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AMERICAN STUDIES

Chicana/o Remix

Unnamable

Art and Errata Since the Sixties

The Ends of Asian American Art

KAREN MARY DAVALOS

SUSETTE MIN

Chicana/o

Remix

Rewrites our understanding of the last 50 years of Chicana/o cultural production

Chicana/o Remix casts new light not only on artists— such as Sandra de la Loza, Judy Baca, and David Botello, among others— but on the exhibitions that feature their work, and the collectors, curators, critics, and advocates who engage it. Art and Errata since the Sixties

K A R E N M A RY DAVA L OS

Combining feminist theory, critical ethnic studies, art historical analysis, and extensive archival and field research, Karen Mary Davalos argues that narrow notions of identity, politics, and aesthetics limit our ability to understand the full capacities of Chicana/o art. She employs fresh vernacular concepts such as the “errata exhibit,” or the staging of exhibits that critically question mainstream art museums, and the “remix,” or the act of bringing new narratives and forgotten histories from the background and into the foreground. These concepts, which emerge out of art practice itself, drive her analysis and reinforce the rejection of familiar narratives that evaluate Chicana/o art in simplistic, traditional terms, such as political versus commercial, or realist versus conceptual. As a leading scholar in the study of Chicana/o artists, art spaces, and exhibition practices, Davalos presents her most ambitious project to date in this re-examination of fifty years of Chicana/o art production. KAREN MARY DAVALOS, Professor of Chicano and Latino Studies at the University of Minnesota, Twin Cities, is an independent curator and an author of three books about Chicana/o art.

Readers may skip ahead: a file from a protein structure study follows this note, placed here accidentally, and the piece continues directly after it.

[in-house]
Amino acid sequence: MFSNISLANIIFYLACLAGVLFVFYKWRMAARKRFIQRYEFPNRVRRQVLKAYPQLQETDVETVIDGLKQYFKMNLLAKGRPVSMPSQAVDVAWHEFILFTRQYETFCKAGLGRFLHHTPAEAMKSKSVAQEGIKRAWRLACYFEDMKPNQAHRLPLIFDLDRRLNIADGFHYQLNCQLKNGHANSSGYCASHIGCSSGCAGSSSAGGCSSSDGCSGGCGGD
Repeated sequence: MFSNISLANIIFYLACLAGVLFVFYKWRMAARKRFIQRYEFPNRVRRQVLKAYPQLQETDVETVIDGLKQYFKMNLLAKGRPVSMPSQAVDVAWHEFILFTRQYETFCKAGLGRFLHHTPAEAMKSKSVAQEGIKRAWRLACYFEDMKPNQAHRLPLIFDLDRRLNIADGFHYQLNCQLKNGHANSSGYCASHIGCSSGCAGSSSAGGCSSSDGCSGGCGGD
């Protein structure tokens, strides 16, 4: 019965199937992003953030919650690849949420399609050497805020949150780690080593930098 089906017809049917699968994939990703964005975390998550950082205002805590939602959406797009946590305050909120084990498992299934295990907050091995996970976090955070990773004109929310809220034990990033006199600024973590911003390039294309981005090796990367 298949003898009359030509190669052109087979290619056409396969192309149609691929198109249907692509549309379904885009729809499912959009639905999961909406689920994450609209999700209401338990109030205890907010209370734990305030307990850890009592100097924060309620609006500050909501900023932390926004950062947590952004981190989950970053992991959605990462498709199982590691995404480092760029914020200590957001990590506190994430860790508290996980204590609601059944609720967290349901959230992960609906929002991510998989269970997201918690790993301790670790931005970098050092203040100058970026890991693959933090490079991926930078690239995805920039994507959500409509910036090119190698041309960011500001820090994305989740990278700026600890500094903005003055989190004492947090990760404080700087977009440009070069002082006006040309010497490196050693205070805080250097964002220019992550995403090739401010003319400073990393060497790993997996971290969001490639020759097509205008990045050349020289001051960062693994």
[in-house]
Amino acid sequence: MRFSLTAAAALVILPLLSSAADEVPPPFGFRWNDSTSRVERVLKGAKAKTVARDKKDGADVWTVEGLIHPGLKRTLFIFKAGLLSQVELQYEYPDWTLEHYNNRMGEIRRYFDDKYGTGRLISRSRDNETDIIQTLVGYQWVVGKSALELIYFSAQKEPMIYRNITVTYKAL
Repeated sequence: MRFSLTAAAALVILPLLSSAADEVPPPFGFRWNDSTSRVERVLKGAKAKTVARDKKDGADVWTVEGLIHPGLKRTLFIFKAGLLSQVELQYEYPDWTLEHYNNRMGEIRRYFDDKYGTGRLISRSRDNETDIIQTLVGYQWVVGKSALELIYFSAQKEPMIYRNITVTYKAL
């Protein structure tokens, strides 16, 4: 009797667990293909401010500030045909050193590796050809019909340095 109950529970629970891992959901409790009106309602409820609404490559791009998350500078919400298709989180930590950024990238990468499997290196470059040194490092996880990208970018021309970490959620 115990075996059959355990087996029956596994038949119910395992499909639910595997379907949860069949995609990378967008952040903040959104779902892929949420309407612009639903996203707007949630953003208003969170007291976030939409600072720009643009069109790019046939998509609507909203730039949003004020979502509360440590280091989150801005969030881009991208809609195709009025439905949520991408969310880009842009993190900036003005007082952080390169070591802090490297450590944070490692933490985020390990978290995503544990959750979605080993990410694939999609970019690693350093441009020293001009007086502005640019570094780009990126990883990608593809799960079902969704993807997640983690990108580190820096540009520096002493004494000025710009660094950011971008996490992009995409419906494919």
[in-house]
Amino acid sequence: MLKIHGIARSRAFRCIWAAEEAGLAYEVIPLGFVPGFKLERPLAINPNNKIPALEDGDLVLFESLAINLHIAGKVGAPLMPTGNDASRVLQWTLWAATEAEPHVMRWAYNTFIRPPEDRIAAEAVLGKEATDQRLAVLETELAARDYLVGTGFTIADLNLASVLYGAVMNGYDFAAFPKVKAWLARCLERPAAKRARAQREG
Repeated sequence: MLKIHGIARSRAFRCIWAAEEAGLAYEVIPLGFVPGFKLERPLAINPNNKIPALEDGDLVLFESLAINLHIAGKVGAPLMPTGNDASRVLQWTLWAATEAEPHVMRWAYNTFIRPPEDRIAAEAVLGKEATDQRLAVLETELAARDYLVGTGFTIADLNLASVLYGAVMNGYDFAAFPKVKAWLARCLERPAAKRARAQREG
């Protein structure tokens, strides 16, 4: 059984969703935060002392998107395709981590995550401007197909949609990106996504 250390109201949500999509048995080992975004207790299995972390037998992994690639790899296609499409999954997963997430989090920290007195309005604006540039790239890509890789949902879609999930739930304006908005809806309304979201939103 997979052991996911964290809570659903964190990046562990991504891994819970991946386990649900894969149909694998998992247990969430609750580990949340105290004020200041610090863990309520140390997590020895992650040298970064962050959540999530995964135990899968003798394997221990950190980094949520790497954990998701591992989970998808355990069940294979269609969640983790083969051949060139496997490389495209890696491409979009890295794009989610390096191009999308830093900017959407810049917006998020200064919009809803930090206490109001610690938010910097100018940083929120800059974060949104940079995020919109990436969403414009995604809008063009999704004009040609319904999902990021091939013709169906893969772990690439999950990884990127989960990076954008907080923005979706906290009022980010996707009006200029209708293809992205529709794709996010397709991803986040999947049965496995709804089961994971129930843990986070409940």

JULY 2017 336 PAGES • 40 color illustrations PAPER • 978-1-4798-2112-9 • $30.00S (£24.99) CLOTH • 978-1-4798-7796-6 • $89.00X (£74.00) ART • LATINO STUDIES WWW.NYUPRESS.ORG

Redraws the map of Asian American art, attempting to free it from a categorization that stifles more than it reveals

UNNAMABLE

Charting its historical conditions and the expansive contexts of its emergence, Susette Min challenges the notion of Asian American art as a site of reconciliation or as a way for marginalized artists to enter into an established canon. Pressing critically on the politics of visibility and how this categorization reduces artworks by Asian American artists within narrow parameters of interpretation, Unnamable reconceives Asian American art not as a subset of objects, but as a medium that disrupts representations and embedded knowledge. By approaching Asian American art in this way, Min refigures the way we see Asian American art as an oppositional practice, less in terms of its aspirations to be seen—its greater visibility—and more in terms of how it models a different way of seeing and encountering the world. THE ENDS OF

A SI A N A ME RICA N A R T

SUSETTE MIN

Uniquely presented, the chapters are organized thematically as mini-exhibitions, and offer readings of select works by contemporary artists including Tehching Hsieh, Byron Kim, Simon Leung, Mary Lum, and Nikki S. Lee. Min displays a curatorial practice and reading method that conceives of these works not as “exemplary” examples of Asian American art, but as engaged in an aesthetic practice that is openended. Ultimately, Unnamable insists that in order to reassess Asian American art and its place in art history, we need to let go not only of established viewing practices, but potentially even the category of Asian American art itself. SUSETTE MIN is Associate Professor at the University of California, Davis, where she teaches Asian American studies, art history, curatorial studies, and cultural studies. JULY 2017 272 PAGES • 64 black & white illustrations PAPER • 978-0-8147-6430-5 • $30.00S (£24.99) CLOTH • 978-0-8147-6429-9 • $89.00X (£74.00) ART • ASIAN AMERICAN STUDIES SPR I NG 2017 • NY U PRESS

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NYU Press Spring 2017